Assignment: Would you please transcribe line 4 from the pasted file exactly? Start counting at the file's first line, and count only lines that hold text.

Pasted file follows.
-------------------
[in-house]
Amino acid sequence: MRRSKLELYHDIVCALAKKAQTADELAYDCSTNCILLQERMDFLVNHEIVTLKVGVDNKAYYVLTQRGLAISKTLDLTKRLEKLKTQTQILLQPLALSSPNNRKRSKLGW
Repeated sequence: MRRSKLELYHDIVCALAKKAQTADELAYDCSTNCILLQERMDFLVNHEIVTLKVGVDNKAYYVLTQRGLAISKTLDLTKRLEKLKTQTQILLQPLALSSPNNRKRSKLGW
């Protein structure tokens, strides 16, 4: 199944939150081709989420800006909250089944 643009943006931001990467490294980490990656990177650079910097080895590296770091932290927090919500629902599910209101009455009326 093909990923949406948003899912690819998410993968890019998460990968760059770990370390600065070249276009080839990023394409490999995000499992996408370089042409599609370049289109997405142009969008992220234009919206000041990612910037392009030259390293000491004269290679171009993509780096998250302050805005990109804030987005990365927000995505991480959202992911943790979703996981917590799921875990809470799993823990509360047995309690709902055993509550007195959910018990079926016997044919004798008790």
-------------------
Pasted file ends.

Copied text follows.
């Protein structure tokens, strides 16, 4: 199944939150081709989420800006909250089944 643009943006931001990467490294980490990656990177650079910097080895590296770091932290927090919500629902599910209101009455009326 093909990923949406948003899912690819998410993968890019998460990968760059770990370390600065070249276009080839990023394409490999995000499992996408370089042409599609370049289109997405142009969008992220234009919206000041990612910037392009030259390293000491004269290679171009993509780096998250302050805005990109804030987005990365927000995505991480959202992911943790979703996981917590799921875990809470799993823990509360047995309690709902055993509550007195959910018990079926016997044919004798008790």